ZTR Tire-Marks

Discussion in 'Homeowner Assistance Forum' started by Catcher, Jul 23, 2001.

  1. Catcher

    Catcher LawnSite Member
    Posts: 166

    Hello again to everyone.
    I have a question regarding tire-marks.
    This is my first year with a ZTR, GH 618 w. low-pressure Ag tires. Love the machine, gotta improve my technique. It took me a few mowings to get used to the steering, that is - to steer without ripping grass out of the ground. At first I was turning on the spot, causing the roots to be ripped out of the ground, then I made too big of a turn, causing lost time, after a few weeks I thought I found what works best - tight turns, just enough to allow both tires to spin and leave the grass unharmed while making efficient time.
    I didn't see any damage all year. Now that we've had blistering heat with a total lack of rain for an extended time (no, I'm not watering 3 acres), the lawn is showing many 'dead' areas. The grass has gone dead in some areas; upon further inspection I realized that it was only affecting the 'turn-around' areas, i.e. along the road, around trees, mailbox, etc.
    What can I do to avoid this in the future?
    Once again, the grass is not visualy damaged - ripped or stressed turf, it just seems to die faster where the mower turns or makes more passes.
    Thanks for any ideas.
  2. jeffyr

    jeffyr LawnSite Senior Member
    Posts: 876

    I would think that there could be 2 things contributing to the dead patches----if they are from your tires and not from bugs or disease.

    1.The areas that you are turning week after week are becoming compacted and the water is not penetrating the soil, which can be fixed by aerating these areas. When I aerate in the fall I go ver the spots that I will turn or drive over repeatedly an extra couple of passes to aid the extra soil compaction.


    2. Where you are turning you may not be tearing the turf on the surface, but tearing the roots from this patch underground which is preventing the grass plants from reaching deep for water.

    Either way I think that those areas are being deprived of water. If you tug on the areas and they pull up and there are no grubs present, then I would say it is #2. If it is soild to a tug test, then try aerating these areas and water (try watering them to see if they repel more water than surrounding areas).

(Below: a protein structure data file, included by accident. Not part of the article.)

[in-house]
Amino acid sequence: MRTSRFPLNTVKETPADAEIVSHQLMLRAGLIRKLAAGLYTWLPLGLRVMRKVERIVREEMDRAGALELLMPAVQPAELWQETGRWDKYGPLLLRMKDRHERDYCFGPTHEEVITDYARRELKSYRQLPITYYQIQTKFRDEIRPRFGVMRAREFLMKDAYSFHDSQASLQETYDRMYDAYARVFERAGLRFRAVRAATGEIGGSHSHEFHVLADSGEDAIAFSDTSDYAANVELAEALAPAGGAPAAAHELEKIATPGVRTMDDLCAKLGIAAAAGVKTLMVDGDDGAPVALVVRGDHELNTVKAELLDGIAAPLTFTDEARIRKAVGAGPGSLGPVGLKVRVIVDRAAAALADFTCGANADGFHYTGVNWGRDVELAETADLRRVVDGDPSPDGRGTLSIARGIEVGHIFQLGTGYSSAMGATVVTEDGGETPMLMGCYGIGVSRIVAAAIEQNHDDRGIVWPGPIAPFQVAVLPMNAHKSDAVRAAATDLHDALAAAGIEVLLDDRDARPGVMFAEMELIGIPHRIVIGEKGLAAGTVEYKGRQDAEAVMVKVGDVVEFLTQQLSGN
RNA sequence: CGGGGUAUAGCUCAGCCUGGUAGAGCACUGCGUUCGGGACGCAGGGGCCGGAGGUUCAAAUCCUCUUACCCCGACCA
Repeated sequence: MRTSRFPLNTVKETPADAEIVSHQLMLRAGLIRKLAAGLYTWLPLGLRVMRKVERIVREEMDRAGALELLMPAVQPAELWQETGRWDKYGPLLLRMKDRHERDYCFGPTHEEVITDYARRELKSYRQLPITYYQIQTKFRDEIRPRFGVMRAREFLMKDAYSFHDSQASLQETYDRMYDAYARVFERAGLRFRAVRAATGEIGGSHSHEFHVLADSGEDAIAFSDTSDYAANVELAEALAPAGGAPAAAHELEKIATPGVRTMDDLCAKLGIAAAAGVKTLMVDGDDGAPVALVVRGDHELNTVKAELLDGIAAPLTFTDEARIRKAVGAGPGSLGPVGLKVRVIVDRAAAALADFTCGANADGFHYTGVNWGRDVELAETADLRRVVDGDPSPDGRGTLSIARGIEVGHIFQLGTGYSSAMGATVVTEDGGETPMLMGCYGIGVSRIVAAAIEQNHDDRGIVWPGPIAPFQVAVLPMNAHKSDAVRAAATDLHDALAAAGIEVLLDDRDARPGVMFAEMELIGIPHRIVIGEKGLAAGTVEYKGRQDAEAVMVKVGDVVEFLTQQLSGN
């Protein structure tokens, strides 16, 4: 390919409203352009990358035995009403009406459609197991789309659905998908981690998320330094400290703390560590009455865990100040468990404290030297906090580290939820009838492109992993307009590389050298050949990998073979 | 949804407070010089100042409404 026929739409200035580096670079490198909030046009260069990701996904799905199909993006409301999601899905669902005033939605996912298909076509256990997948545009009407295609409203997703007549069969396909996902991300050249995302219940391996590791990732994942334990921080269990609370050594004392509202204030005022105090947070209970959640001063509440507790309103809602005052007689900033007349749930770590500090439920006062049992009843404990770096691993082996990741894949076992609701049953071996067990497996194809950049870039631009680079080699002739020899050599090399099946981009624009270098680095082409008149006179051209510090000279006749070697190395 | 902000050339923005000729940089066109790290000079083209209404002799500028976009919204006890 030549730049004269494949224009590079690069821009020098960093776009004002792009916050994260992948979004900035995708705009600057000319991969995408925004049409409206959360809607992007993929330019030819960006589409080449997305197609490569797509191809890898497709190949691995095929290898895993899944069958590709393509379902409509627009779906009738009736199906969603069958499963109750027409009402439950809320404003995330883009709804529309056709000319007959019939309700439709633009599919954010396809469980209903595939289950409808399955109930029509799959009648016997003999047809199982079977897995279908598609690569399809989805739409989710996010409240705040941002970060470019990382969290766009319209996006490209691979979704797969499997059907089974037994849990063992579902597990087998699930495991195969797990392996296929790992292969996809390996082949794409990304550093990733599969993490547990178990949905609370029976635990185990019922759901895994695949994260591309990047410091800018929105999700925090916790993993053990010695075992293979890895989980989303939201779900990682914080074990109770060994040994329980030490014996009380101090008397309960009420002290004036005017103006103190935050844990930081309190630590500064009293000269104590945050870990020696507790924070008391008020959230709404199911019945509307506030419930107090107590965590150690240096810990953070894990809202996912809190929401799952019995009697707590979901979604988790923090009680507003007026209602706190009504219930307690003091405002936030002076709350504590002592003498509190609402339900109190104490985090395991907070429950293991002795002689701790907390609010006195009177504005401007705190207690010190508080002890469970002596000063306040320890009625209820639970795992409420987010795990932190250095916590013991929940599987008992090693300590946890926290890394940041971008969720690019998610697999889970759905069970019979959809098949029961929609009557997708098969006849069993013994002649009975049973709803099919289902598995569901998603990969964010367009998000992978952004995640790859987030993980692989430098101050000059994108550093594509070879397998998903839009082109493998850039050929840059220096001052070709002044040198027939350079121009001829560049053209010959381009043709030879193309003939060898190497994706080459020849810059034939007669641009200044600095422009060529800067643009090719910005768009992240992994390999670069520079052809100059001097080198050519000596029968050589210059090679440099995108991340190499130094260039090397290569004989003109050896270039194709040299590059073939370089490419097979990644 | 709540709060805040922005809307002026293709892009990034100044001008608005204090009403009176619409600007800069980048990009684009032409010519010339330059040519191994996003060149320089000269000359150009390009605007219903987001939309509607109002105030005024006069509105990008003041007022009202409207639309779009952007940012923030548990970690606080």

Hope it helps.

  3. Catcher

    Catcher LawnSite Member
    Posts: 166

    Thanks Jeffyr,
    I'm sure there's no grubs doing their dirty-work bebeath. The areas are high travel and turning areas; the road has a lot of gravel on it so I keep the mower in the yard when I turn - deadspots along the roadside. I have some larger spruces (~12' - 16' diameter) that I make a circle around every mowing, no turning there-just going in circles around the tree, these areas are showing the same signs. I did try to pull up some grass, roots stay in the ground, all you get is dead hay swirling in the air.....
    I do have a plug-style aerator, do you think it'll be beneficial to aerate these areas throughout the year (once or twice) or will this do more damage? I heard that aerating is quite a trauma for the lawn as well, initially......

    Thanks again.
  4. jeffyr

    jeffyr LawnSite Senior Member
    Posts: 876

    Most aerate in the fall around me. Couple it with overseeding and fertilizer and it will fill in nicely. You can do it anytime the soil is soft enough (usually water prior to aerating to soften), but in the spring and summer there is a great chance of crabgrass reseeding and spreading as well as competition from weeds. The summer heat will also keep the grass from becoming as healthy as it would in the fall. So I aerate the first week in September.

    As far as the grass by the road burning, keep in mind that along concrete and especially near a paved (or black) road the heat that is transferred from the dark surface to the grass and will dry out and burn the grass a foot ot two in from the edge. Additional water in these areas may help.

    Good luck.

  5. crazygator

    crazygator LawnSite Bronze Member
    Posts: 1,048

    Do you switch directions you mow each time? Due to high traffic, as in mowing only one way and constantly beating down the grass, it might be stressing the grass. Just a thought. Try cutting the width way of the house, then the length, then diagonal and then opposite diagonal. This might help the problem and allow the grass to have a different pattern over 4 cuttings.
  6. Catcher

    Catcher LawnSite Member
    Posts: 166

    Yes, I do. I'm going both diagonals and lengthwise; widthwise is too short to make it worth the while.
    However, you still end up in much of the same spots. I think I'll try aerating it heavier next time and see if compaction was the cause, as suggested earlier.
  7. rdh

    rdh LawnSite Senior Member
    Posts: 394

    dont go around trees that have no mulch .
    go to one side or the other and if you go on a pass you just done do that area over with a quick dbl cut then go to the tree and do the oppisite side .thats how to do it with out tearing turf and keeping define stripes that look like you went right through the tree ,
    if you have a director or operator controled discharge chute you can do mulched areas the same way.with out blowing it all over.

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